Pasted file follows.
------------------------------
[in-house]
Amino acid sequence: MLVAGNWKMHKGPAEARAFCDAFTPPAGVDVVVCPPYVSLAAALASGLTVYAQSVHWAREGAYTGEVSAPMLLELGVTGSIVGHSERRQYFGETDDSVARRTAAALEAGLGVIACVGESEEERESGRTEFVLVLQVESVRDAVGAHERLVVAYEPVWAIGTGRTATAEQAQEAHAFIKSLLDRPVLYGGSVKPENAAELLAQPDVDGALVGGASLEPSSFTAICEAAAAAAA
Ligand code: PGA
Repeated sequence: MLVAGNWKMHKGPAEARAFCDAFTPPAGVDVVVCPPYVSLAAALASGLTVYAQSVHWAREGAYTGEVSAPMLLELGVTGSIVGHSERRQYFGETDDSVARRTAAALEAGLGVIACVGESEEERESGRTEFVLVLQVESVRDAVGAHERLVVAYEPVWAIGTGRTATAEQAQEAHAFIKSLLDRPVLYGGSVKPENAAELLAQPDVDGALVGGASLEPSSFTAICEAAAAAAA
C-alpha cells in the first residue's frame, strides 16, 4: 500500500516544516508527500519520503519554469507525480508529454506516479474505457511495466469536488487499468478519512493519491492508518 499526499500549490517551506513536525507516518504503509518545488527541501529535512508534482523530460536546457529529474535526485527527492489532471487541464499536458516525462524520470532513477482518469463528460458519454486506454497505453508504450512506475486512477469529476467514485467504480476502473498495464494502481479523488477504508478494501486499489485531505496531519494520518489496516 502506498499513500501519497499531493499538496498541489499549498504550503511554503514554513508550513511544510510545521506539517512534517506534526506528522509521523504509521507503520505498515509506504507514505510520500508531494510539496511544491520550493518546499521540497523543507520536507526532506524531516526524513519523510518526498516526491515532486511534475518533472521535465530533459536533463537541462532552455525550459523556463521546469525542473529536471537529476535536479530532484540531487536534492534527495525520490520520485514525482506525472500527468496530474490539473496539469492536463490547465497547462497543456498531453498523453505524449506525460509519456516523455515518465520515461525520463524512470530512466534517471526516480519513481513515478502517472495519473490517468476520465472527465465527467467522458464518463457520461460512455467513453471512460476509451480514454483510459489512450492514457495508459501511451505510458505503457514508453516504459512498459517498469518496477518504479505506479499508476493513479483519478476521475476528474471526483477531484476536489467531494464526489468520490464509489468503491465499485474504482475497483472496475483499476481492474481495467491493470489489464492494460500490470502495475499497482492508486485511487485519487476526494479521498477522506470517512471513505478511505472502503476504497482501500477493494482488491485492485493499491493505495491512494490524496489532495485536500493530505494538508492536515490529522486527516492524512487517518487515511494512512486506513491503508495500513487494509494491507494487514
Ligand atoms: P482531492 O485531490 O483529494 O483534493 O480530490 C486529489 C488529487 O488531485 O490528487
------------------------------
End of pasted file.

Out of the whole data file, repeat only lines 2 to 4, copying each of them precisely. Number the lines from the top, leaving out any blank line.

Amino acid sequence: MLVAGNWKMHKGPAEARAFCDAFTPPAGVDVVVCPPYVSLAAALASGLTVYAQSVHWAREGAYTGEVSAPMLLELGVTGSIVGHSERRQYFGETDDSVARRTAAALEAGLGVIACVGESEEERESGRTEFVLVLQVESVRDAVGAHERLVVAYEPVWAIGTGRTATAEQAQEAHAFIKSLLDRPVLYGGSVKPENAAELLAQPDVDGALVGGASLEPSSFTAICEAAAAAAA
Ligand code: PGA
Repeated sequence: MLVAGNWKMHKGPAEARAFCDAFTPPAGVDVVVCPPYVSLAAALASGLTVYAQSVHWAREGAYTGEVSAPMLLELGVTGSIVGHSERRQYFGETDDSVARRTAAALEAGLGVIACVGESEEERESGRTEFVLVLQVESVRDAVGAHERLVVAYEPVWAIGTGRTATAEQAQEAHAFIKSLLDRPVLYGGSVKPENAAELLAQPDVDGALVGGASLEPSSFTAICEAAAAAAA